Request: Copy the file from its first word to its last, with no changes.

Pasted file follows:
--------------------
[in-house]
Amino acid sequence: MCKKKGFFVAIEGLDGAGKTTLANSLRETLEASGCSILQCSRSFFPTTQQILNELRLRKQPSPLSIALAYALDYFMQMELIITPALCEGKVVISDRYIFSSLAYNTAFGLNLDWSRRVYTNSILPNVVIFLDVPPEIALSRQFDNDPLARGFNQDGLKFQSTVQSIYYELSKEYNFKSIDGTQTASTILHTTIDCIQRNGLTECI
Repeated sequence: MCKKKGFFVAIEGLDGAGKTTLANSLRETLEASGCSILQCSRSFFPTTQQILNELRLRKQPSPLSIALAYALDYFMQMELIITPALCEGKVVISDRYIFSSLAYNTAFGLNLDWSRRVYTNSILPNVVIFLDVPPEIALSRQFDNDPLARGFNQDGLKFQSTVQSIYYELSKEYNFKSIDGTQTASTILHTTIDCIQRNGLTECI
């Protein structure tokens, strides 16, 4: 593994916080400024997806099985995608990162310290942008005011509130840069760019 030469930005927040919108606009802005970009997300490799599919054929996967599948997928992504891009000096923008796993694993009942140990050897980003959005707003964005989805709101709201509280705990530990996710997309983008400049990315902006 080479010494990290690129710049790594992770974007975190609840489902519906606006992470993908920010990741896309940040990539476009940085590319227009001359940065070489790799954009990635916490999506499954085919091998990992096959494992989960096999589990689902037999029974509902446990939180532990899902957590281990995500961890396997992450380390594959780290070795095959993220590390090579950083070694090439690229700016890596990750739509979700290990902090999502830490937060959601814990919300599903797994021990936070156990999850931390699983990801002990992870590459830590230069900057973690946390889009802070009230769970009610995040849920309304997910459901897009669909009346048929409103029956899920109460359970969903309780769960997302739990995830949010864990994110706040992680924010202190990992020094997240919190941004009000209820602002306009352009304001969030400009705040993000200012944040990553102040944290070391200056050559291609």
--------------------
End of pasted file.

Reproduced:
[in-house]
Amino acid sequence: MCKKKGFFVAIEGLDGAGKTTLANSLRETLEASGCSILQCSRSFFPTTQQILNELRLRKQPSPLSIALAYALDYFMQMELIITPALCEGKVVISDRYIFSSLAYNTAFGLNLDWSRRVYTNSILPNVVIFLDVPPEIALSRQFDNDPLARGFNQDGLKFQSTVQSIYYELSKEYNFKSIDGTQTASTILHTTIDCIQRNGLTECI
Repeated sequence: MCKKKGFFVAIEGLDGAGKTTLANSLRETLEASGCSILQCSRSFFPTTQQILNELRLRKQPSPLSIALAYALDYFMQMELIITPALCEGKVVISDRYIFSSLAYNTAFGLNLDWSRRVYTNSILPNVVIFLDVPPEIALSRQFDNDPLARGFNQDGLKFQSTVQSIYYELSKEYNFKSIDGTQTASTILHTTIDCIQRNGLTECI
């Protein structure tokens, strides 16, 4: 593994916080400024997806099985995608990162310290942008005011509130840069760019 030469930005927040919108606009802005970009997300490799599919054929996967599948997928992504891009000096923008796993694993009942140990050897980003959005707003964005989805709101709201509280705990530990996710997309983008400049990315902006 080479010494990290690129710049790594992770974007975190609840489902519906606006992470993908920010990741896309940040990539476009940085590319227009001359940065070489790799954009990635916490999506499954085919091998990992096959494992989960096999589990689902037999029974509902446990939180532990899902957590281990995500961890396997992450380390594959780290070795095959993220590390090579950083070694090439690229700016890596990750739509979700290990902090999502830490937060959601814990919300599903797994021990936070156990999850931390699983990801002990992870590459830590230069900057973690946390889009802070009230769970009610995040849920309304997910459901897009669909009346048929409103029956899920109460359970969903309780769960997302739990995830949010864990994110706040992680924010202190990992020094997240919190941004009000209820602002306009352009304001969030400009705040993000200012944040990553102040944290070391200056050559291609």